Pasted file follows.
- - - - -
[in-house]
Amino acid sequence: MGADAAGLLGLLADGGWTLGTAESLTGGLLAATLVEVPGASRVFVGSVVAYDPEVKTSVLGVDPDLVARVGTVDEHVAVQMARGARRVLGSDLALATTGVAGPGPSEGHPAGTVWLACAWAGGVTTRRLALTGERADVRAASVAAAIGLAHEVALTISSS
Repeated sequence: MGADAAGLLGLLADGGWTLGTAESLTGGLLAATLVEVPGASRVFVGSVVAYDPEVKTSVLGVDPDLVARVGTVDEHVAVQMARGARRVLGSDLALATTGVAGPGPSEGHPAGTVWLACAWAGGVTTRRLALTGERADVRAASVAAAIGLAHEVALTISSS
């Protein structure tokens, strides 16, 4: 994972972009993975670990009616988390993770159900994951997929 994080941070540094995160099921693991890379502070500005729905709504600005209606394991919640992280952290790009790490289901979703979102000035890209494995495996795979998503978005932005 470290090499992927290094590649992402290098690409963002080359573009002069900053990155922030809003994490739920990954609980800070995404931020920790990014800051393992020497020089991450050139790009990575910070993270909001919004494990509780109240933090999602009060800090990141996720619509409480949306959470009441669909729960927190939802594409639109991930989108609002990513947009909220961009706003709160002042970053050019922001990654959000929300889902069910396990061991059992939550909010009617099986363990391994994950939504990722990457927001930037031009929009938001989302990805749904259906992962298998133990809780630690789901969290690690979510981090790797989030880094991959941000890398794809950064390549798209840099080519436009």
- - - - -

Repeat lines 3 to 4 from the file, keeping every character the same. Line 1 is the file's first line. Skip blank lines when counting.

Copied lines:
Repeated sequence: MGADAAGLLGLLADGGWTLGTAESLTGGLLAATLVEVPGASRVFVGSVVAYDPEVKTSVLGVDPDLVARVGTVDEHVAVQMARGARRVLGSDLALATTGVAGPGPSEGHPAGTVWLACAWAGGVTTRRLALTGERADVRAASVAAAIGLAHEVALTISSS
């Protein structure tokens, strides 16, 4: 994972972009993975670990009616988390993770159900994951997929 994080941070540094995160099921693991890379502070500005729905709504600005209606394991919640992280952290790009790490289901979703979102000035890209494995495996795979998503978005932005 470290090499992927290094590649992402290098690409963002080359573009002069900053990155922030809003994490739920990954609980800070995404931020920790990014800051393992020497020089991450050139790009990575910070993270909001919004494990509780109240933090999602009060800090990141996720619509409480949306959470009441669909729960927190939802594409639109991930989108609002990513947009909220961009706003709160002042970053050019922001990654959000929300889902069910396990061991059992939550909010009617099986363990391994994950939504990722990457927001930037031009929009938001989302990805749904259906992962298998133990809780630690789901969290690690979510981090790797989030880094991959941000890398794809950064390549798209840099080519436009």